Don't let the name fool you: Lennie Small is big. Unfortunately, that's about all he has going for him—that, and he's got a really good friend. So, what did Lennie do to deserve a friend like George?
Lennie and George
When we first meet Lennie and George, we almost can't tell them apart: "Both were dressed in denim trousers and in denim coats with brass buttons. Both wore black, shapeless hats and both carried tight blanket rolls slung over their shoulders" (1.4). They're two itinerant farmworkers, looking for work wherever they can. From a distance, there's nothing to tell either apart. But when we get closer, we see that this isn't a relationship of equals:
Lennie, who had been watching, imitated George exactly. He pushed himself back, drew up his knees, embraced them, looked over to George to see whether he had it just right. He pulled his hat down a little more over his eyes, the way George's hat was.(1.10)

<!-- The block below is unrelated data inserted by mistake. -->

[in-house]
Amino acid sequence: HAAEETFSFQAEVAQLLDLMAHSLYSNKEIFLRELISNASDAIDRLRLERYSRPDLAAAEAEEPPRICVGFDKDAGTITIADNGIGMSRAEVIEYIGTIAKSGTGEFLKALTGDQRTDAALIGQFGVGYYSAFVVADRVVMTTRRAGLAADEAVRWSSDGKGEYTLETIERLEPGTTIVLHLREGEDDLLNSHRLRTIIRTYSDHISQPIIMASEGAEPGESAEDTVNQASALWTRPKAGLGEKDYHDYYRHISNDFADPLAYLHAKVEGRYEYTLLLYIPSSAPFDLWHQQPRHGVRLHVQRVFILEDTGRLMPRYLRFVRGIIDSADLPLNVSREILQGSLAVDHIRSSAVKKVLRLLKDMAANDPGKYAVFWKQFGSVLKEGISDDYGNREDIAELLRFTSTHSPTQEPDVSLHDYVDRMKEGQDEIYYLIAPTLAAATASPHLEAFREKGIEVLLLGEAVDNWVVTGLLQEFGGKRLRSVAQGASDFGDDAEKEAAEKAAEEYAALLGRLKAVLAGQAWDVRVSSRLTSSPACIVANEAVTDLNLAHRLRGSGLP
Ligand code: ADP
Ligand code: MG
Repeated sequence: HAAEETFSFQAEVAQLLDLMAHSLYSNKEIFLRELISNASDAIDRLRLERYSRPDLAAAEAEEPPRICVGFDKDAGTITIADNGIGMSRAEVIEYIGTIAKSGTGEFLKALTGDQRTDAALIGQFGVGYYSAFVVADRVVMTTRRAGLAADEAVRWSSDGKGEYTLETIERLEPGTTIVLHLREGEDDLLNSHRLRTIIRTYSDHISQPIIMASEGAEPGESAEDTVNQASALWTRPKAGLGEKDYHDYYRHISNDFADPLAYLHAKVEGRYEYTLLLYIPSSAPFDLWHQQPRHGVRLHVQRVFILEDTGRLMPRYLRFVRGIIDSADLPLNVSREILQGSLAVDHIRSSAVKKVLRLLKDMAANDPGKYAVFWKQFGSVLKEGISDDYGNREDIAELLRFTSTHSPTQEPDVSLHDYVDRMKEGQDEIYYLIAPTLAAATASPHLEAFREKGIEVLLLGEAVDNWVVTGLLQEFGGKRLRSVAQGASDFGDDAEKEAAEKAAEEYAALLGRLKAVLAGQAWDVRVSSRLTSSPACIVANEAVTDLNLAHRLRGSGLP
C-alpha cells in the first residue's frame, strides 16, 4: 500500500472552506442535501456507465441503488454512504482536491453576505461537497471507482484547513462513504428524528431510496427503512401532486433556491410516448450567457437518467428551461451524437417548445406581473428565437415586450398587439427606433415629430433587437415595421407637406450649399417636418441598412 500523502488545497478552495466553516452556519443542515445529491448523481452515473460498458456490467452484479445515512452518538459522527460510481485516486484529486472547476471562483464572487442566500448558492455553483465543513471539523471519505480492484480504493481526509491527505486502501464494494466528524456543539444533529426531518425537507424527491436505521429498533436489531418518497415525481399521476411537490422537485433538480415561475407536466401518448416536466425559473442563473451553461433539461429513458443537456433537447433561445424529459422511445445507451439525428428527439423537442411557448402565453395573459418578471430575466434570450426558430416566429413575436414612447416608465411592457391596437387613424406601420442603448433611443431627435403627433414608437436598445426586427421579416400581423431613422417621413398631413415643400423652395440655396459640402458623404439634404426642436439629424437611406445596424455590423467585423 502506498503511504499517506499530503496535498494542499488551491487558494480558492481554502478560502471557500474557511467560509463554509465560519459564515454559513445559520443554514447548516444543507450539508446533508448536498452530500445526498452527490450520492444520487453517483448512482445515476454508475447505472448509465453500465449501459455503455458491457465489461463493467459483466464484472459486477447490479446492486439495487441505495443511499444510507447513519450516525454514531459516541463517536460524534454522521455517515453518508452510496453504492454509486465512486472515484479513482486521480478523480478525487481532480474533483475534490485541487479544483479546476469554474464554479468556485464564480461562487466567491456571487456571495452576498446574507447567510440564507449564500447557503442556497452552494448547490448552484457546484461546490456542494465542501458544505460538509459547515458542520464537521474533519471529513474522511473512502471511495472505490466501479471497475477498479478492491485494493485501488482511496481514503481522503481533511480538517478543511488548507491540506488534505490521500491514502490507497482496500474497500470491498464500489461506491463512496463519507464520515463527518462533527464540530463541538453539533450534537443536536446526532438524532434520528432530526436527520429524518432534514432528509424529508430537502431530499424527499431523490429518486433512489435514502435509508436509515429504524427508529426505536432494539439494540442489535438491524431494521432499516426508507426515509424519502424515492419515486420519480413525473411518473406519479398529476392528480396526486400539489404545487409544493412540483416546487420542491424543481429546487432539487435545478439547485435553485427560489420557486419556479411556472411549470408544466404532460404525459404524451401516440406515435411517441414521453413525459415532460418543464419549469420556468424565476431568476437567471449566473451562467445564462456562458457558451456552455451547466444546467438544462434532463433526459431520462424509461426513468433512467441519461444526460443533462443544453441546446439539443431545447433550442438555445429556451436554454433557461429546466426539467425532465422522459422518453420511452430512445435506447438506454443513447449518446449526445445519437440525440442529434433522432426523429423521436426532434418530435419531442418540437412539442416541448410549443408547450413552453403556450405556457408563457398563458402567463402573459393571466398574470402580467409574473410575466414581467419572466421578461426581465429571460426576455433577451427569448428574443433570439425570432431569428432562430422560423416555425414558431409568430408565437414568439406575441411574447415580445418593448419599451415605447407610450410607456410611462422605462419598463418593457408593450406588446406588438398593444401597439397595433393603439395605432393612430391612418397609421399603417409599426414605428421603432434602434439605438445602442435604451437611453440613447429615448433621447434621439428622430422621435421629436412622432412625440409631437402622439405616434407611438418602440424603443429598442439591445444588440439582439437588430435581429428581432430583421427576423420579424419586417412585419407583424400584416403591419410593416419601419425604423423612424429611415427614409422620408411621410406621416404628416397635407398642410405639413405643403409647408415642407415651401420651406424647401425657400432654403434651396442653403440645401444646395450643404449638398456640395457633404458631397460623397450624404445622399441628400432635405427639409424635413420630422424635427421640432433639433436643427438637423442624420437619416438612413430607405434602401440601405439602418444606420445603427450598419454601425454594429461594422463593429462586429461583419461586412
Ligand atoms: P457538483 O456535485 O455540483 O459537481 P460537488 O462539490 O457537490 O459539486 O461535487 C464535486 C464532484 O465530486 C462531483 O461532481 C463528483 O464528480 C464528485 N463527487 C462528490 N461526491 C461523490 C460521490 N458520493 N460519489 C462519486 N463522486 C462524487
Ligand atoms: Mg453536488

If this reminds you of a kid imitating his dad, then you're on the right track: from these few sentences, we know that something is seriously wrong with Lennie. Like a kid, he mournfully wishes for ketchup to put on his beans; like a kid, he demands a bedtime story—even when he knows it all himself: "No…you tell it. It ain't the same if I tell it. Go on…George. How I get to tend the rabbits" (1.121).
We don't know exactly what the problem is, but we know that Lennie has a serious mental disability. He can't remember anything; he fixates on things like owning rabbits; and he's painfully eager to make George happy. He even gives away all of the (imaginary) ketchup: "But I wouldn't eat none, George. I'd leave it all for you. You could cover your beans with it and I wouldn't touch none of it" (1.93-95).
This still doesn't help us figure out why Lennie gets a friend like George. In fact, it seems like Lennie shouldn't have many friends at all—even George thinks he's a little annoying. Lennie almost gets it: "I got you to look after me, and you got me to look after you" (1.115). What…